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There is not much that can be said when you’re walking uphill during a mountain thunderstorm. At best you can hear your feet stumble and slosh in the mud. If you listen really closely you can hear your pulse synchronizing with the thunder.
They reach the resort and, as expected, it has been abandoned. There was no need to break in. As the staff had been preparing for the ski season opening, all the doors were left unlocked.
Lulu walked into the cafeteria and felt the eerie stillness of lunch trays full of moldy food, no doubt left in place by people who had left without looking back. Lulu went into the rental shop and she returned ten minutes later and handed Dr. V a pair of dry thermals, wool socks, snowgear and sturdy boots.
The main lodge was freezing cold as they stood before the enormous picture window that revealed the magnitude of the storm. Lightening bridged across the sky and zapped the mountaintops like a science experiment run amuck. They sit in silence before Dr. V clears her throat to speak.
“It’s pretty obvious that we should stay here for awhile. I doubt the GeoForce believes we survived the wreck.”
Her thoughts stop short and she begins pacing the room while Lulu remains transfixed on the storm and listens to the plan unfolding. Her mind wanders to the kitchen. No doubt food storage is stocked for the week and still frozen. She then considers heat. They could pop all the wooden panels off the wall and burn them. She wonders if the electrical still works, if there’s any propane, knives, they will need knives. They have beds and fireplaces at the inn. It was almost as if she stepped out of her life at the hostel and reentered a luxurious life of conveniences she had left behind.
“This moment feels as familiar as Black Monday, when everything changed.”
She turned to Dr. V and watches her explore the drawers and cabinets, taking inventory of their resources. She had never met this woman before but felt keenly that they were kindred spirits in that they could not only see what was practical to do, but also plotting the next steps to get to where they need to be.
“If the GeoForce hadn’t detained you, what would you be doing right now?” Lulu asks.
Dr. V joins her on the bench and passes a bottle of whiskey she found in the office upstairs. Lulu takes a pull off the bottle and she coughs. She hadn’t had a drink in years.
“Its a throwback to the college days , eh?” Dr. V laughs. She takes the bottle back and takes down a swig. “If the GeoForce never showed up I would be packing.”
“For what?” Lulu asks as she takes the bottle back from Dr. V’s wagging hand.
“I was going home to Peru. Dammit I was looking forward to being home. I’ve been in North America for 10 years now. I’ve spent the last six months getting a grant and a team to travel. We were supposed to take a boat down the coast. When they started microchipping children last month I knew it was time to go home. Then Black Monday happened and I lost contact with my team. I’m not even sure they are still alive.” Dr. V takes the bottle and rests it in her knee. “And what would you be doing, Lulu?”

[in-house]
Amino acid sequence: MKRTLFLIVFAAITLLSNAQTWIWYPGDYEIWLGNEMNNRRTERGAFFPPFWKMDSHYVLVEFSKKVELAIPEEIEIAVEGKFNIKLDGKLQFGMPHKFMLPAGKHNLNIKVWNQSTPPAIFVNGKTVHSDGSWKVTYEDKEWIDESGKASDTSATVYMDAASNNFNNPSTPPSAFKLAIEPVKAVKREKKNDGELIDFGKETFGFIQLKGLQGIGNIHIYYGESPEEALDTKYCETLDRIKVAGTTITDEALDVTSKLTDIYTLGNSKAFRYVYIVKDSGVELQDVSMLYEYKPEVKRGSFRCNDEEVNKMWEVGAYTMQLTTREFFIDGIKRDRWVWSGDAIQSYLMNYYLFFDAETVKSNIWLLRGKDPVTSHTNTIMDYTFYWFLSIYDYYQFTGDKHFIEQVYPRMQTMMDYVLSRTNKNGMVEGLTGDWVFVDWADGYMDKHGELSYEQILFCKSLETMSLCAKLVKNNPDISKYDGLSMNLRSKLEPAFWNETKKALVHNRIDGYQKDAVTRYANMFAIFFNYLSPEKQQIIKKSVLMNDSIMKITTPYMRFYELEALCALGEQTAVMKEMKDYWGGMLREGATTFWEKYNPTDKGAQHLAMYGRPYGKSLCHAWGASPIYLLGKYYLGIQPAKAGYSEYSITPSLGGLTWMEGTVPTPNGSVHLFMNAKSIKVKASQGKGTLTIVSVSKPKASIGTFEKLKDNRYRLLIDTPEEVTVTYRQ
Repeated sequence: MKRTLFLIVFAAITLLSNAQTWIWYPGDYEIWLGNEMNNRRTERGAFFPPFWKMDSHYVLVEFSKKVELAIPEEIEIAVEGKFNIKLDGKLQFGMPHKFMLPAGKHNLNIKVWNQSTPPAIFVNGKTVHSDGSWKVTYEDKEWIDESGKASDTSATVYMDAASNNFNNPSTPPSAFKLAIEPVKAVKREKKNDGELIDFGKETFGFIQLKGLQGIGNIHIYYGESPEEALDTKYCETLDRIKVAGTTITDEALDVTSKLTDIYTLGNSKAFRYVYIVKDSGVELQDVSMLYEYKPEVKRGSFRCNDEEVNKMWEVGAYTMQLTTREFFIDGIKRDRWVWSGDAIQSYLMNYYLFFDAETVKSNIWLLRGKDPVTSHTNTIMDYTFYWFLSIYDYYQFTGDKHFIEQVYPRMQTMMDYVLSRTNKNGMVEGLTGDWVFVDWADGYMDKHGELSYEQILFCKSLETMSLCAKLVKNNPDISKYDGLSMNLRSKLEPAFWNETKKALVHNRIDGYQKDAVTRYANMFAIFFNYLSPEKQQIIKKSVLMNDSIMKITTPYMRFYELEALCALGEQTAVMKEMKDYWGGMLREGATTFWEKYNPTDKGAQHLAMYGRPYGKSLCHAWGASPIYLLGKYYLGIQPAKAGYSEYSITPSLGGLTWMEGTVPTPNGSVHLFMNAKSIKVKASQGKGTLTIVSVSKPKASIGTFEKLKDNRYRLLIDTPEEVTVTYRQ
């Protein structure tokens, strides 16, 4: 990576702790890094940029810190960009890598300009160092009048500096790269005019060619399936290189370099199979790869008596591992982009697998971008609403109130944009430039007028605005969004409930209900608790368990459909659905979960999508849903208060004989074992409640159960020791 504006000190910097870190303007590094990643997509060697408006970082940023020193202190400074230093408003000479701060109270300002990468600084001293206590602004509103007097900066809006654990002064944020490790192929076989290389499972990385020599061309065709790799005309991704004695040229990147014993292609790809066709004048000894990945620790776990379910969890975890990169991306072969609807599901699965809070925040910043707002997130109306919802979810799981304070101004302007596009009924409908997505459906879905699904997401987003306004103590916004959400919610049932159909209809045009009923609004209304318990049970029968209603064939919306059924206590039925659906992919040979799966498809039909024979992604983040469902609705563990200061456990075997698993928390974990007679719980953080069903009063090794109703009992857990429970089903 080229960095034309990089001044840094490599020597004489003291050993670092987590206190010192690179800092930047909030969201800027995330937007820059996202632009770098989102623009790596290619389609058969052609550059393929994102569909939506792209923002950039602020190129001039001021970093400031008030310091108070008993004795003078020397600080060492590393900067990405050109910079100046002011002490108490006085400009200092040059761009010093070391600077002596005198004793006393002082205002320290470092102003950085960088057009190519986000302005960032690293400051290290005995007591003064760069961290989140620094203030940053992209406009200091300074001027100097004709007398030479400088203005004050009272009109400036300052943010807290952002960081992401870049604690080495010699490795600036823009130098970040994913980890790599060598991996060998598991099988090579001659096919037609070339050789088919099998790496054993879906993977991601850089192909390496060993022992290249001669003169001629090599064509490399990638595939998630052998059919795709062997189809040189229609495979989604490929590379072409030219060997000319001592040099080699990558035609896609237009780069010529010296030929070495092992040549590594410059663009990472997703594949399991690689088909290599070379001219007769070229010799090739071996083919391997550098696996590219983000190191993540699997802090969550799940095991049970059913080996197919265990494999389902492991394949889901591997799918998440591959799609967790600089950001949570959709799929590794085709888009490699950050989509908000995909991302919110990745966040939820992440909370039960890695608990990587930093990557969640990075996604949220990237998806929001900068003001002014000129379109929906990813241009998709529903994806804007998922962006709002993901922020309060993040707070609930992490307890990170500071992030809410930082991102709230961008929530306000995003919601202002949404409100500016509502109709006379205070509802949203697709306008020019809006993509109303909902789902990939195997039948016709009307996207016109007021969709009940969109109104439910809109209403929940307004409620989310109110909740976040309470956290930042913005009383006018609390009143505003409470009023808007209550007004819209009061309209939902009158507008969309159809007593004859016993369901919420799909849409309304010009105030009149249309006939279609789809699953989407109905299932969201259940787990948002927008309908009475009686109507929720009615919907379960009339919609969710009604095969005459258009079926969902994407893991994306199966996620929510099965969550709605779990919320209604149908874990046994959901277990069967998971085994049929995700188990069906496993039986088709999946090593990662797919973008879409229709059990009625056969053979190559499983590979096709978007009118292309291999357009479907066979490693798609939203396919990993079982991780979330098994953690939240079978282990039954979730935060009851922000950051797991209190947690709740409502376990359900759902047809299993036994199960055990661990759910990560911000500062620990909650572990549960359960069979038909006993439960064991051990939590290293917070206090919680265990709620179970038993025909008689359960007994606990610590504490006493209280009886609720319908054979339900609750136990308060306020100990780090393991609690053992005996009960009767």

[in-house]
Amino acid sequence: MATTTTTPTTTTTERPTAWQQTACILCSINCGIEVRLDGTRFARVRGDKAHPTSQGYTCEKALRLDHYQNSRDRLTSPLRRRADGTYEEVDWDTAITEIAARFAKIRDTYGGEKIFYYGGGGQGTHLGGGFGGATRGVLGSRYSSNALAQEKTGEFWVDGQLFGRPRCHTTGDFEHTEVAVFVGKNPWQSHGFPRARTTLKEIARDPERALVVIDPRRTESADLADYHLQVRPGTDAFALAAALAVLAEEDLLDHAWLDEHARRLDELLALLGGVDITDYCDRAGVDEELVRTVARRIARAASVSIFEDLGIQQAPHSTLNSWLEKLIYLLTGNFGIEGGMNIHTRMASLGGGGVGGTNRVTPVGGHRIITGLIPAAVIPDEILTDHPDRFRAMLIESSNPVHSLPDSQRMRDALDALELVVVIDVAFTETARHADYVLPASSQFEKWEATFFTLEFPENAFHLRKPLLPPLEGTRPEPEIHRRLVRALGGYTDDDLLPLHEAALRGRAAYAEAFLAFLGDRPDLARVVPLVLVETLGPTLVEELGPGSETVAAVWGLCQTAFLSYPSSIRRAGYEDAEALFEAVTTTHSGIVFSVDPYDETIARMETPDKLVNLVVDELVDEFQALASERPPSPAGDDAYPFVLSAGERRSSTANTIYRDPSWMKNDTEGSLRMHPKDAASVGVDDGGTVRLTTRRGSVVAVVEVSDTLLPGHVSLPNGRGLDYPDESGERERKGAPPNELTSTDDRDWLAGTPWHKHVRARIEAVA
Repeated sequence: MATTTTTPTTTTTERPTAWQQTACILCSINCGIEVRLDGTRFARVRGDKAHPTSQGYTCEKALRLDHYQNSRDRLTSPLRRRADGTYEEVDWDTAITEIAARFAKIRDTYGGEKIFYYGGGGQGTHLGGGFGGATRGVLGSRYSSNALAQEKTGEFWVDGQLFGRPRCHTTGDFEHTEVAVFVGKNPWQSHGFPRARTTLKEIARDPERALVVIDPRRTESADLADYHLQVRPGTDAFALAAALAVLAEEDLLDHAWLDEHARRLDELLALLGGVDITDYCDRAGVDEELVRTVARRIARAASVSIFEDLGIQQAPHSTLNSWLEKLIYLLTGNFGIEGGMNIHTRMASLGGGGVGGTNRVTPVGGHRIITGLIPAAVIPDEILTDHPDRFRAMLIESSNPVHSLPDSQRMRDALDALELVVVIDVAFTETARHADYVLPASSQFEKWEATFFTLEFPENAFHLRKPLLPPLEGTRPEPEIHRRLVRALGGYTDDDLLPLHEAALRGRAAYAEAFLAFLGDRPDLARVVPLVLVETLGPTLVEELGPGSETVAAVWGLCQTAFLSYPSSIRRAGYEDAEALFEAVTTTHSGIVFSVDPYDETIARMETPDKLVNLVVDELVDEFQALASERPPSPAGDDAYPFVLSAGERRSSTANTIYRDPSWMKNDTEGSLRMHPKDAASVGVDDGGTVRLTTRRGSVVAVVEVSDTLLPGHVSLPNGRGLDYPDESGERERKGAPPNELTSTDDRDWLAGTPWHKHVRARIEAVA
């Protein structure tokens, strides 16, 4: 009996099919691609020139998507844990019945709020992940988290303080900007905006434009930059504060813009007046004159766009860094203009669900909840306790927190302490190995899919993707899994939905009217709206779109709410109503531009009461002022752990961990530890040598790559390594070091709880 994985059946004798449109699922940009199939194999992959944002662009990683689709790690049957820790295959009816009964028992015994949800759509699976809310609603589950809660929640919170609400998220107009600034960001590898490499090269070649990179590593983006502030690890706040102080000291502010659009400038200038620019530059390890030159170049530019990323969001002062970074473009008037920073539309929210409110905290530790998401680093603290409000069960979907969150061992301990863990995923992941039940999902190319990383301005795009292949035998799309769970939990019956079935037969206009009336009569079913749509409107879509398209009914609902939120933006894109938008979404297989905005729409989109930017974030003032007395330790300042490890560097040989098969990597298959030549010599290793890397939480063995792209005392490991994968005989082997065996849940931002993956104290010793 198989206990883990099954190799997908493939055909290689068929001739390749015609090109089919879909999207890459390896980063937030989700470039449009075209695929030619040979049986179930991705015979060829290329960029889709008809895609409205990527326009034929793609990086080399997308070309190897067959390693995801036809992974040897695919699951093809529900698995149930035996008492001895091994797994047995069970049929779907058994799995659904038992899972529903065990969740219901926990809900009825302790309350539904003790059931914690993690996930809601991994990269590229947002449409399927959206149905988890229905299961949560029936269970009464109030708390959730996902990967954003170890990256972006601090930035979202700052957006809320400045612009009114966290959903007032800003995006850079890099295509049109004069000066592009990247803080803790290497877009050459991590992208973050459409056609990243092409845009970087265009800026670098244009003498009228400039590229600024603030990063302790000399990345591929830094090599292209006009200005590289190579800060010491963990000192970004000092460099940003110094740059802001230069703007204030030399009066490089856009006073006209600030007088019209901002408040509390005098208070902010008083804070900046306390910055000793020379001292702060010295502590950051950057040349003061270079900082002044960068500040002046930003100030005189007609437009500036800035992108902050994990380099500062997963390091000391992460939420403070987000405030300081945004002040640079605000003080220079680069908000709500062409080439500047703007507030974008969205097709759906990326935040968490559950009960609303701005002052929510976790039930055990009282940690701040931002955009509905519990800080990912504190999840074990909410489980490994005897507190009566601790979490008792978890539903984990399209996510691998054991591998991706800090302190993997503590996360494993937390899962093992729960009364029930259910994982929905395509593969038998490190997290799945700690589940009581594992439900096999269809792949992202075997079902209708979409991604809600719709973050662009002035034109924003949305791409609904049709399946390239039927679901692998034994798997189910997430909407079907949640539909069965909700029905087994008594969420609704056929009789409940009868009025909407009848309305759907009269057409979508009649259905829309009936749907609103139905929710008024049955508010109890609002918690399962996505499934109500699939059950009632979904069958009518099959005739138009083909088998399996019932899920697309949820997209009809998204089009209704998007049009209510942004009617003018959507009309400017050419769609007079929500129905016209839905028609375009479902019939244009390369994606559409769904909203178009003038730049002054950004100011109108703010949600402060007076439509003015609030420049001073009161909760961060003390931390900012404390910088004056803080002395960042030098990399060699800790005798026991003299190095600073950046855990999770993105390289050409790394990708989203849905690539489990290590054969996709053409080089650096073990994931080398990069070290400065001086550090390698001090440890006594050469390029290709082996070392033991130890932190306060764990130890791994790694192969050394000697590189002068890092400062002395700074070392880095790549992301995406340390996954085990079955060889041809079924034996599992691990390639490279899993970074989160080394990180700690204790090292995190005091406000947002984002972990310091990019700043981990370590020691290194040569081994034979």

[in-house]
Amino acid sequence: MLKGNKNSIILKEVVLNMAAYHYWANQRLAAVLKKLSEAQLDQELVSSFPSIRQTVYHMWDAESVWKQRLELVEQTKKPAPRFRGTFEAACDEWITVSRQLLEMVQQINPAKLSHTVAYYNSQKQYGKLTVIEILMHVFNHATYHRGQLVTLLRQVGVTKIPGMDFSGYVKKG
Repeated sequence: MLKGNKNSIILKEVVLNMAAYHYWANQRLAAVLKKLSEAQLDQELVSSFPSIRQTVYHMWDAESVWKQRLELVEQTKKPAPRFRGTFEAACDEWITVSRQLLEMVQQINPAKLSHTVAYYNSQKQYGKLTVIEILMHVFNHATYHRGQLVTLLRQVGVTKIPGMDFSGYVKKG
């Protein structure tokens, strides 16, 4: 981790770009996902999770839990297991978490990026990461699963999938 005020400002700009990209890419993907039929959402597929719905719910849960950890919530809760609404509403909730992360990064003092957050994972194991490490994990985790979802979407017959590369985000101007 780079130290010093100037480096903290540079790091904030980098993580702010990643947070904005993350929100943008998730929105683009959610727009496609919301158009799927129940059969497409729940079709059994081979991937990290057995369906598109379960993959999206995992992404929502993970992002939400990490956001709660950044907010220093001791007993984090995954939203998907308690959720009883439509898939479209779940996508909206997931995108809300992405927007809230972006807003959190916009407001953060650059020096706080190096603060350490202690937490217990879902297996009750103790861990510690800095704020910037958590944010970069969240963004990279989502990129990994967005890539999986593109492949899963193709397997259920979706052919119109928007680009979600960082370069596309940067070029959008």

“I would be snuggled up in front of a fire with my husband and dog.”
Dr. V slaps her knees and she stands up. “We are at a resort. We should find a hotel room and see if we can cook up some food.”
They found a variety of food in the fridge but it was all rotten. They did find an unusual surplus of hot dogs and chicken fingers. Dr. V picked up a giant can of baked beans and a box of single serving potato chips and a pack of donuts. “Just to round out the lips and assholes,” she chuckled.
Lulu led across the plaza to the inn. They open the lobby doors to find open luggage strewn all over everything standing still. She went behind the front desk to retrieve an emergency hard key that would be used if the scan card system went down. It was still in the same place after all these years. She led Dr. V up the stairwell to the 4th floor. “We might as well get a room with a view.” She turns the key.
Dr. V sets the food down and she lights the logs waiting in the fireplace. The room quickly heats up and within a 1/2 hour they are roasting hotdogs on the fireplace grate. Lulu drapes a throw comforter over her shoulders and she watches the hot dogs sizzle and pop.
“What kind of doctor are you?” Lulu asks.
“I’m an ethnobotanist. I seek to cure disease. What do you do?”
“In my former life I was a teacher. Now my husband James and I operate a self-sustaining hostel in New Haven. It’s called Ohana.”
“Oh, I’ve heard about you guys. My auntie once stayed there. Do you remember Eva Domingo, by chance?”
Lulu smiles, amazed at what a small world it was. Six degrees of separation takes on a different meaning during these turbulent times in history. “Yes, I certainly do. If I remember correctly she was moving to the City to live with her sister. Is she your mother?”
“No, she’s one of six aunties. My mother lives in Brazil. After completing the next phase of fieldwork in Peru I had plans to go live with her, actually. She’s quite ill with cancer.”
“Oh I’m sorry to hear that,” Lulu said consolingly.
“Thank you, Lulu. I appreciate that. But I’m not worried,” Dr. V says as she hands Lulu a hot dog. “That’s why I’m going home. I believe we found the cure.”
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